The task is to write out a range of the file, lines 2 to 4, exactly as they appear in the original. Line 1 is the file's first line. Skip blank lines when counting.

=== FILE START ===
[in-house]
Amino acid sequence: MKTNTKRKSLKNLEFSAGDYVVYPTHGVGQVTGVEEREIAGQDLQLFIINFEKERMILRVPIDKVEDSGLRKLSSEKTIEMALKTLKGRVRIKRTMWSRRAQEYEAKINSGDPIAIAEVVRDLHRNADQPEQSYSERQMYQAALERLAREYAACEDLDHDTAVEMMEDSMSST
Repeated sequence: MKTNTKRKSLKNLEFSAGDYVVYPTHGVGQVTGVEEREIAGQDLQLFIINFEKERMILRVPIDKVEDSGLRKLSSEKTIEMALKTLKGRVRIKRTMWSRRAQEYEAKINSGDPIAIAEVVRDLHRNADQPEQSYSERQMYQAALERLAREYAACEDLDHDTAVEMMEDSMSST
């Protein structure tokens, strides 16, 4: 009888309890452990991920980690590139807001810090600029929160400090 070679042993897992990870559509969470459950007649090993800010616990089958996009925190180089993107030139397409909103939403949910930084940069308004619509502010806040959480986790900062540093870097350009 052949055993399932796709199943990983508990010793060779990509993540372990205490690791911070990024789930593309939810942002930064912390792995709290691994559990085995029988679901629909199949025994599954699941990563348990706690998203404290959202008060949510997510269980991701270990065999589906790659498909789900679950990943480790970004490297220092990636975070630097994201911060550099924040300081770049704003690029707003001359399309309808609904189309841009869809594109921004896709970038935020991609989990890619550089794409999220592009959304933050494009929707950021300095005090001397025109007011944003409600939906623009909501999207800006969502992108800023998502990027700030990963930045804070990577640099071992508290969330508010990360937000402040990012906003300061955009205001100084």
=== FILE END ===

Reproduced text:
Amino acid sequence: MKTNTKRKSLKNLEFSAGDYVVYPTHGVGQVTGVEEREIAGQDLQLFIINFEKERMILRVPIDKVEDSGLRKLSSEKTIEMALKTLKGRVRIKRTMWSRRAQEYEAKINSGDPIAIAEVVRDLHRNADQPEQSYSERQMYQAALERLAREYAACEDLDHDTAVEMMEDSMSST
Repeated sequence: MKTNTKRKSLKNLEFSAGDYVVYPTHGVGQVTGVEEREIAGQDLQLFIINFEKERMILRVPIDKVEDSGLRKLSSEKTIEMALKTLKGRVRIKRTMWSRRAQEYEAKINSGDPIAIAEVVRDLHRNADQPEQSYSERQMYQAALERLAREYAACEDLDHDTAVEMMEDSMSST
């Protein structure tokens, strides 16, 4: 009888309890452990991920980690590139807001810090600029929160400090 070679042993897992990870559509969470459950007649090993800010616990089958996009925190180089993107030139397409909103939403949910930084940069308004619509502010806040959480986790900062540093870097350009 052949055993399932796709199943990983508990010793060779990509993540372990205490690791911070990024789930593309939810942002930064912390792995709290691994559990085995029988679901629909199949025994599954699941990563348990706690998203404290959202008060949510997510269980991701270990065999589906790659498909789900679950990943480790970004490297220092990636975070630097994201911060550099924040300081770049704003690029707003001359399309309808609904189309841009869809594109921004896709970038935020991609989990890619550089794409999220592009959304933050494009929707950021300095005090001397025109007011944003409600939906623009909501999207800006969502992108800023998502990027700030990963930045804070990577640099071992508290969330508010990360937000402040990012906003300061955009205001100084």